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  25. Review: Bonjour's Dilemma. [REVIEW]Michael Bergmann - 2006 - Philosophical Studies 131 (3):679 - 693.
  26. Believing Against the Evidence, by Miriam Schleifer McCormick. [REVIEW]José Luis Bermúdez - 2016 - Mind 125 (499):942-945.
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  27. Justified Judging.Alexander Bird - 2007 - Philosophy and Phenomenological Research 74 (1):81–110.
    When is a belief or judgment justified? One might be forgiven for thinking the search for single answer to this question to be hopeless. The concept of justification is required to fulfil several tasks: to evaluate beliefs epistemically, to fill in the gap between truth and knowledge, to describe the virtuous organization of one’s beliefs, to describe the relationship between evidence and theory (and thus relate to confirmation and probabilification). While some of these may be held to overlap, the prospects (...)
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  28. Can Empirical Knowledge Have a Foundation?Laurence BonJour - 1978 - American Philosophical Quarterly 15 (1):1-14.
  29. Knowledge, Justification, and Truth: A Sellarsian Approach to Epistemology.Laurence BonJour - 1969 - Dissertation, Princeton University
    The present essay has two faces. On the one hand, it is an essay in what I conceive to be the fundamental problems of epistemology, and a presentation and defense of solutions to those problems which I find plausible. On the other hand, it is also an essay in the philosophy of Wilfrid Sellars, and a selective defense thereof. Obviously the connecting link which is required to make these two faces of the essay compatible with one another is a belief (...)
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  30. Evidence and Warrants for Belief in a College Astronomy Course.Nancy W. Brickhouse, Zoubeida R. Dagher, Harry L. Shipman & William J. Letts - 2002 - Science & Education 11 (6):573-588.
  31. Perceptual Justification and Assertively Representing the World.Jochen Briesen - 2015 - Philosophical Studies 172 (8):2239-2259.
    This paper argues that there is a problem for the justificatory significance of perceptions that has been overlooked thus far. Assuming that perceptual experiences are propositional attitudes and that only propositional attitudes which assertively represent the world can function as justifiers, the problem consists in specifying what it means for a propositional attitude to assertively represent the world without losing the justificatory significance of perceptions—a challenge that is harder to meet than might first be thought. That there is such a (...)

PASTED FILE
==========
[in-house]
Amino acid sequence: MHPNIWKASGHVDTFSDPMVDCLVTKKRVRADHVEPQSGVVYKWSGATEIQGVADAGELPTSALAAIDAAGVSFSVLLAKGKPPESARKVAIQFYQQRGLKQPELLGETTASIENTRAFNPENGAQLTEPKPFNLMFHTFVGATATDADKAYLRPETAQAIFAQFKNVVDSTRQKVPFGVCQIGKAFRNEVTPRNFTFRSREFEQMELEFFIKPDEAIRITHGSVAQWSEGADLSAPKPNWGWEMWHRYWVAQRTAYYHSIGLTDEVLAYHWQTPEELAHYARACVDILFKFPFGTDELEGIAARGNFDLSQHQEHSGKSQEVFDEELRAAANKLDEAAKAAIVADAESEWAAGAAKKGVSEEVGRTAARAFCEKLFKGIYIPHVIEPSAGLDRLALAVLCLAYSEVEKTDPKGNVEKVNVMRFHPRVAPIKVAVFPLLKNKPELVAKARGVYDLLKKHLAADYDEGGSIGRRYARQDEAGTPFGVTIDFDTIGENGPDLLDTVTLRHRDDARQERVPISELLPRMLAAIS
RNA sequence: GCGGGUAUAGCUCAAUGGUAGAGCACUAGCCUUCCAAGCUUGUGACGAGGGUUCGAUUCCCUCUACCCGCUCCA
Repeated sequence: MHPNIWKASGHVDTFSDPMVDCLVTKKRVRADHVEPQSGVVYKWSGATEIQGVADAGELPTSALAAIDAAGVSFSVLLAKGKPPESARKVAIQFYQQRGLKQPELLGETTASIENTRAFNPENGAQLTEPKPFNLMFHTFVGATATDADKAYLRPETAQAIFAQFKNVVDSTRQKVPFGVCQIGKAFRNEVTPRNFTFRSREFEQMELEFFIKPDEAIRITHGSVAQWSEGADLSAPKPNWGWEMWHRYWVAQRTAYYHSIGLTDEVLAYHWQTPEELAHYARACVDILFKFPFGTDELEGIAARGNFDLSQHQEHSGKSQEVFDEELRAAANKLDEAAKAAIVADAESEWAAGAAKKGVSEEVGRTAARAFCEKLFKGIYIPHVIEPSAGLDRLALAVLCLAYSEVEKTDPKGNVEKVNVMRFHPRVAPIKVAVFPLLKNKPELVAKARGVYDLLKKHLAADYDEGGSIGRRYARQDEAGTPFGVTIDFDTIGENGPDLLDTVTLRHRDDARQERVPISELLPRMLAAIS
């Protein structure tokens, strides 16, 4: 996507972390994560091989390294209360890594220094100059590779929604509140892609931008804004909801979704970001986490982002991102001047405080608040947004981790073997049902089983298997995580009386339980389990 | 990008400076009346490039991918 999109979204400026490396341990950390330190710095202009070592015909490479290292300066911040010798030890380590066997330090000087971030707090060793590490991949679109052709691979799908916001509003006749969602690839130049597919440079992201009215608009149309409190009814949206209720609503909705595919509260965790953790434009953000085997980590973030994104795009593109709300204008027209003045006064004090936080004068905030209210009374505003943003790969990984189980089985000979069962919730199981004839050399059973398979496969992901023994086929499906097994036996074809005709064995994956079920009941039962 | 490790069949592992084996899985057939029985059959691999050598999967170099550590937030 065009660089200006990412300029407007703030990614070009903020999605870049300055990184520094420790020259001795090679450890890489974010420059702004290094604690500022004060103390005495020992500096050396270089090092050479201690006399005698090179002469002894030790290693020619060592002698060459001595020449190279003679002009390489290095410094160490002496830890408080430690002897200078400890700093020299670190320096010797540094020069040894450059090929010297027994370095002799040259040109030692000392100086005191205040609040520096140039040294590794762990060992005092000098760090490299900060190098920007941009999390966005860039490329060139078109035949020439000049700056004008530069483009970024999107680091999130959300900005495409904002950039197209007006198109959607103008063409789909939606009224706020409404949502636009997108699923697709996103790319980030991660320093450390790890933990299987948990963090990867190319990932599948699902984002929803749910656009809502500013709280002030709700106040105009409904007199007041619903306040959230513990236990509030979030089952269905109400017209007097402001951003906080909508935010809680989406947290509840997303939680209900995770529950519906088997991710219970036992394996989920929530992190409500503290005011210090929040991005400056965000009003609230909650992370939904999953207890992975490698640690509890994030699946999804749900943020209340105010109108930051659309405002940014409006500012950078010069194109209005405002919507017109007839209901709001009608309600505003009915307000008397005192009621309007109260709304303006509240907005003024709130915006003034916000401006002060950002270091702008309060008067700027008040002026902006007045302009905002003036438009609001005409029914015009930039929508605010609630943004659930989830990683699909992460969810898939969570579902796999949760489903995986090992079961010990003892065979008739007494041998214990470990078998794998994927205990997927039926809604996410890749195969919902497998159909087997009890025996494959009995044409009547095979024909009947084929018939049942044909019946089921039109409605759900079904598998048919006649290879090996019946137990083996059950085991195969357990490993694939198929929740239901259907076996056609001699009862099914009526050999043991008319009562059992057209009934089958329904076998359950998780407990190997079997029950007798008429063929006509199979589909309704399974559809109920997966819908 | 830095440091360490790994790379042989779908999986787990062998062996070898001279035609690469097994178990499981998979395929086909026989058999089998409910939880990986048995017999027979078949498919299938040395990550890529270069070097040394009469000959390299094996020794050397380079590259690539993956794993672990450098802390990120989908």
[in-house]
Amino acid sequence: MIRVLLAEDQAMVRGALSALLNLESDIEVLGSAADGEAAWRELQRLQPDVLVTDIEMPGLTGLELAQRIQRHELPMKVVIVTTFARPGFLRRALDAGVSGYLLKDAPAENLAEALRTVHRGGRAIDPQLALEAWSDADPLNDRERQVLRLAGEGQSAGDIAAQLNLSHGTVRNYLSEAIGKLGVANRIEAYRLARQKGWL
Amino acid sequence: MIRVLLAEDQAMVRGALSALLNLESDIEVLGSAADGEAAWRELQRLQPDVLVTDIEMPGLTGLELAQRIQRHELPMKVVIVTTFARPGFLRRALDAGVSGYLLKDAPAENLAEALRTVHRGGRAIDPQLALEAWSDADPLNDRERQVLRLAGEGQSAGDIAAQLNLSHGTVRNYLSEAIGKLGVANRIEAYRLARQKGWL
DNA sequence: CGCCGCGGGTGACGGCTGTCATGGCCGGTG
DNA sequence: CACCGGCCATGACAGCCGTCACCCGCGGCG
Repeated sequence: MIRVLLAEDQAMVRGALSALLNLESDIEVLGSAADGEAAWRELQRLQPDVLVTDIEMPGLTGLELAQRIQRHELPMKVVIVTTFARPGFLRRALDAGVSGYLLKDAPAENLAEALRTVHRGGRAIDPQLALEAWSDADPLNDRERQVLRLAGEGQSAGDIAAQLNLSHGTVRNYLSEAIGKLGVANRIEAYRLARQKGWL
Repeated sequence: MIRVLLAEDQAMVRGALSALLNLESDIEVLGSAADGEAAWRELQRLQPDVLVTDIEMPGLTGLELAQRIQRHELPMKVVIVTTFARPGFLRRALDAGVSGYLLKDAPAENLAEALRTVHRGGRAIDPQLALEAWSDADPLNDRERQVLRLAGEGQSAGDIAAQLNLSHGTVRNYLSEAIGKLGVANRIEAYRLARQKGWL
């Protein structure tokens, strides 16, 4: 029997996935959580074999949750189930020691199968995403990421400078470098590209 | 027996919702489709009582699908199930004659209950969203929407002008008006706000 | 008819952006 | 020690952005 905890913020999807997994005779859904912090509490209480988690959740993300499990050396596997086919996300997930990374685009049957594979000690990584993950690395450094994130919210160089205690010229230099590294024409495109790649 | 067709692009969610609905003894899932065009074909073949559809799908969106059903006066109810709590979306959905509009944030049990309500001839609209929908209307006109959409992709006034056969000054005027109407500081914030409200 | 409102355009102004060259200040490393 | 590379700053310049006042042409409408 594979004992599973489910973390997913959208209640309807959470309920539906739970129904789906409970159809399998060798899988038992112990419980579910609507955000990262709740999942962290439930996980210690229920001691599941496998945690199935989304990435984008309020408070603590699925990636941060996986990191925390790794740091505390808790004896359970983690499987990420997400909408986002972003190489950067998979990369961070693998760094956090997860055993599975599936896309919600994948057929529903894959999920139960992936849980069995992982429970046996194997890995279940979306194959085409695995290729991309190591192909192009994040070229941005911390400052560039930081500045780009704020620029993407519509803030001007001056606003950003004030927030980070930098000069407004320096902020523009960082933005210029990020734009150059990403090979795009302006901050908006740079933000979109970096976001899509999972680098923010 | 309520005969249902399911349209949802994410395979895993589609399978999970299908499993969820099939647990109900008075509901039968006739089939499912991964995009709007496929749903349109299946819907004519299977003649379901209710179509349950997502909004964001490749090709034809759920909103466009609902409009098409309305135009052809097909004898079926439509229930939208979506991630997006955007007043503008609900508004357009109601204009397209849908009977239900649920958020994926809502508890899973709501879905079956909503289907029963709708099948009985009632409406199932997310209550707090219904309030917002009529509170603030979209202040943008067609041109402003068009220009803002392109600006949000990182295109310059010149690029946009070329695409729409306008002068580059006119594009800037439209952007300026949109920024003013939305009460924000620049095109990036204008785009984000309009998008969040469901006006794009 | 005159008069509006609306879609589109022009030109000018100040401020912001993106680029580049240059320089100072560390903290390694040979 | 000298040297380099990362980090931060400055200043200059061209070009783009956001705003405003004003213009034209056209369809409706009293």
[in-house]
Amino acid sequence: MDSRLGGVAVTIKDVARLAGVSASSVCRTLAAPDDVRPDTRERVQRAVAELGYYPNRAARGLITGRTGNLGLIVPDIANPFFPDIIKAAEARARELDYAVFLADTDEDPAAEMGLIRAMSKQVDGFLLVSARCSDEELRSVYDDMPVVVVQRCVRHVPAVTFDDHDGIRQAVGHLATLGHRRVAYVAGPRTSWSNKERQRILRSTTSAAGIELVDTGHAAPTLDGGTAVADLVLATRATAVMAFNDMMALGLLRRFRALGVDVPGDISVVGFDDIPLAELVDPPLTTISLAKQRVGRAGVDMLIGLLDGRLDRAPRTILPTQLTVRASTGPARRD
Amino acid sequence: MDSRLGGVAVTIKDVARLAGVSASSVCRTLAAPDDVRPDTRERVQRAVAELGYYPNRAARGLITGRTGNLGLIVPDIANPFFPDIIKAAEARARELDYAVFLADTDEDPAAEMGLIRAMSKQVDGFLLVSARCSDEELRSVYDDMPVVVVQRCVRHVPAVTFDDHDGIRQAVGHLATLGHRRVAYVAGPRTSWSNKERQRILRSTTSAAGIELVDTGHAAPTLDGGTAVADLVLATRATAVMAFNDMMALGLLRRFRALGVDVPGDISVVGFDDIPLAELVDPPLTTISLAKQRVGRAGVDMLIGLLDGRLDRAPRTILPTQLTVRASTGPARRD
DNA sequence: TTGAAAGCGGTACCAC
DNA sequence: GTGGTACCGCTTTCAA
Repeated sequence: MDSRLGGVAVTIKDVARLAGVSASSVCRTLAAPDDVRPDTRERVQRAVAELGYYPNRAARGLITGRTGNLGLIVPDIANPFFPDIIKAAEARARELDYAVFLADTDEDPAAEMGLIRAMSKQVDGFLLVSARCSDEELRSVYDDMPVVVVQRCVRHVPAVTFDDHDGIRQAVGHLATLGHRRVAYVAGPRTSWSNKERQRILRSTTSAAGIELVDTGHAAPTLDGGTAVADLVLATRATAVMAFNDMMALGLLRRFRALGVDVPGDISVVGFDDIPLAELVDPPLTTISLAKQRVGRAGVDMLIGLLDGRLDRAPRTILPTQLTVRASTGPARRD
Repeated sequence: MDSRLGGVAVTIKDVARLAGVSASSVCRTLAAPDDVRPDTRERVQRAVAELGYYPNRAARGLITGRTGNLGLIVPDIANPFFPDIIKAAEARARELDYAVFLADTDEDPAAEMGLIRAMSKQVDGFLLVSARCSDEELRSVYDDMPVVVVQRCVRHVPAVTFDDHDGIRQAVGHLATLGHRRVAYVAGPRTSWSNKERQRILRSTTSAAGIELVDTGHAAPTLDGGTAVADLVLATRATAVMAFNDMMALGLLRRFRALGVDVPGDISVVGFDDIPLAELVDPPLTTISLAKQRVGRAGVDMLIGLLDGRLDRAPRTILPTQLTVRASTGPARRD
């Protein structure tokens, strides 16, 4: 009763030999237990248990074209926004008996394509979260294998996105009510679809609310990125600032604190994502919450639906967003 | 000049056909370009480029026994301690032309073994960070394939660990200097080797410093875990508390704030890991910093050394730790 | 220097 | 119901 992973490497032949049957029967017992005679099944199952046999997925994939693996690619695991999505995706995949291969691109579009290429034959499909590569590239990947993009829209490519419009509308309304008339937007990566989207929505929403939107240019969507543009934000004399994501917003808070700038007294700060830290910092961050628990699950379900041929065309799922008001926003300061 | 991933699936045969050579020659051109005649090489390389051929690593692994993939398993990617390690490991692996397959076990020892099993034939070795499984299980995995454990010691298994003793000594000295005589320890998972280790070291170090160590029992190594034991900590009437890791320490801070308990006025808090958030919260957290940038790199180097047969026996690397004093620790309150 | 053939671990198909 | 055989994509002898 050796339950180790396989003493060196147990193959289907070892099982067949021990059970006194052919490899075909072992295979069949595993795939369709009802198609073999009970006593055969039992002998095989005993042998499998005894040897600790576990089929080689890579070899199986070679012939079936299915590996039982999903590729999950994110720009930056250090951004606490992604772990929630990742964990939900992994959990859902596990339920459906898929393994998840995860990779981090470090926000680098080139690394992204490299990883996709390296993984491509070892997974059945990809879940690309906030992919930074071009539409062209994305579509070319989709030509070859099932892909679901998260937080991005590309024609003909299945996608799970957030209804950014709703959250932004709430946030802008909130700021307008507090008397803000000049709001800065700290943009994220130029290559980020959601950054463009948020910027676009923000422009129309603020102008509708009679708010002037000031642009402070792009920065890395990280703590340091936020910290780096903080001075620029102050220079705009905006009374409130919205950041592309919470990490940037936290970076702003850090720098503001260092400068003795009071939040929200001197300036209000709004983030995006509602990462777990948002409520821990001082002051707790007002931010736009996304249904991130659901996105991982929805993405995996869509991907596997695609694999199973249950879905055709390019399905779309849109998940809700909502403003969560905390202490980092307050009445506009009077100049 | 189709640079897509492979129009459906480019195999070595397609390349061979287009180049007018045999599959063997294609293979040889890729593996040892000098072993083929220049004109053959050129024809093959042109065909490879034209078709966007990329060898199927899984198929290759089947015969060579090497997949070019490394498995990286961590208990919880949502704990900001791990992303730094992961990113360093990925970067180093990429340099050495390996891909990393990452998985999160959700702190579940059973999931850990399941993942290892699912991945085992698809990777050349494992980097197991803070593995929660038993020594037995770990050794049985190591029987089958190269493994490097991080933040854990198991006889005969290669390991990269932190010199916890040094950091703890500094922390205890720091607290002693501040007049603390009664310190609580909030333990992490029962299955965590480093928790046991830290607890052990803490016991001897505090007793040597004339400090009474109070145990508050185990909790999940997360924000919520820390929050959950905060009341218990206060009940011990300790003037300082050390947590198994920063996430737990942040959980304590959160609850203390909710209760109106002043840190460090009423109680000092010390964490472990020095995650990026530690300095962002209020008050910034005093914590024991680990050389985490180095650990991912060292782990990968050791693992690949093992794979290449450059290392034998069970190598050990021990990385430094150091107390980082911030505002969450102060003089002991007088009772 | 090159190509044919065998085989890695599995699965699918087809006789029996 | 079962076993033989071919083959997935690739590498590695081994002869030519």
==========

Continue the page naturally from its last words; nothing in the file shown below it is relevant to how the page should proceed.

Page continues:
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  32. Non-Inferential Justification and Epistemic Circularity.J. Brown - 2004 - Analysis 64 (4):339-348.
  33. Justificação, coerência e circularidade.Júlio César Burdzinski - 2005 - Veritas – Revista de Filosofia da Pucrs 50 (4):65-93.
    This paper has the following structure: in the first section, I report on the historical and philosophical roots of the problems of knowledge and justification; in the second, I lay out the distinction between truth and epistemic justification; the third section is devoted to the problem of circularity, a problem often attributed to coherentism; in the fourth section, I introduce an unorthodox notion of justification, systemic justification; in the fifth, I present and criticize another unorthodox notion of justification, non-linear inferential (...)
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  34. The Justification of Belief.T. E. Burke - 1994 - Wittgenstein-Studien 1 (1).
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  35. A Dispositional, Internalist, Evidentialist Virtue Epistemology.T. Ryan Byerly - 2014 - Logos and Episteme 5 (4):399-424.
    This paper articulates and defends a novel version of internalist evidentialism which employs dispositions to account for the relation of evidentialsupport. In section one, I explain internalist evidentialist views generally, highlighting the way in which the relation of evidential support stands at the heart of these views. I then discuss two leading ways in which evidential support has been understood by evidentialists, and argue that an account of support which employs what I call epistemic dispositions remedies difficulties arguably faced by (...)